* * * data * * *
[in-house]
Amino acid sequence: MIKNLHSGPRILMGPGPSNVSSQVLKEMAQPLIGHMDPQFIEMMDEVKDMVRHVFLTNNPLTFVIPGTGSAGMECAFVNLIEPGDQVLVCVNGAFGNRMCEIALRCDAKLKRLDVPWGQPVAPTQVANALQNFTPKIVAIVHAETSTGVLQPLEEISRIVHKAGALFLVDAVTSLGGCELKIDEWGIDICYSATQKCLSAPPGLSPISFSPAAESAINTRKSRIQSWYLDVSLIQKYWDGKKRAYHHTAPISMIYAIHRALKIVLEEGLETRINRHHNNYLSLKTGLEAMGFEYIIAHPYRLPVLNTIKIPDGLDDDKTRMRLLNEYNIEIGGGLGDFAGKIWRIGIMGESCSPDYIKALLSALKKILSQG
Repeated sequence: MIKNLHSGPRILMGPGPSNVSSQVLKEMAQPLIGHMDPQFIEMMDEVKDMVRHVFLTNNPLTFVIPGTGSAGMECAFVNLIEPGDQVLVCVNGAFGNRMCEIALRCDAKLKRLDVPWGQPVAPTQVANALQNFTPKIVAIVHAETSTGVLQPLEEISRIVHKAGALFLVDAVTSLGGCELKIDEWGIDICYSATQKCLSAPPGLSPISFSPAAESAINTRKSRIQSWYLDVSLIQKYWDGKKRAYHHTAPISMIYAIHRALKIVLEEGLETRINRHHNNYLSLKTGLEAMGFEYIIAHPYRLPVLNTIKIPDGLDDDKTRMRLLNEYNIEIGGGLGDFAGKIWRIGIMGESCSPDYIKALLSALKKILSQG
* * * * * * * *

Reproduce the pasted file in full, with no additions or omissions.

[in-house]
Amino acid sequence: MIKNLHSGPRILMGPGPSNVSSQVLKEMAQPLIGHMDPQFIEMMDEVKDMVRHVFLTNNPLTFVIPGTGSAGMECAFVNLIEPGDQVLVCVNGAFGNRMCEIALRCDAKLKRLDVPWGQPVAPTQVANALQNFTPKIVAIVHAETSTGVLQPLEEISRIVHKAGALFLVDAVTSLGGCELKIDEWGIDICYSATQKCLSAPPGLSPISFSPAAESAINTRKSRIQSWYLDVSLIQKYWDGKKRAYHHTAPISMIYAIHRALKIVLEEGLETRINRHHNNYLSLKTGLEAMGFEYIIAHPYRLPVLNTIKIPDGLDDDKTRMRLLNEYNIEIGGGLGDFAGKIWRIGIMGESCSPDYIKALLSALKKILSQG
Repeated sequence: MIKNLHSGPRILMGPGPSNVSSQVLKEMAQPLIGHMDPQFIEMMDEVKDMVRHVFLTNNPLTFVIPGTGSAGMECAFVNLIEPGDQVLVCVNGAFGNRMCEIALRCDAKLKRLDVPWGQPVAPTQVANALQNFTPKIVAIVHAETSTGVLQPLEEISRIVHKAGALFLVDAVTSLGGCELKIDEWGIDICYSATQKCLSAPPGLSPISFSPAAESAINTRKSRIQSWYLDVSLIQKYWDGKKRAYHHTAPISMIYAIHRALKIVLEEGLETRINRHHNNYLSLKTGLEAMGFEYIIAHPYRLPVLNTIKIPDGLDDDKTRMRLLNEYNIEIGGGLGDFAGKIWRIGIMGESCSPDYIKALLSALKKILSQG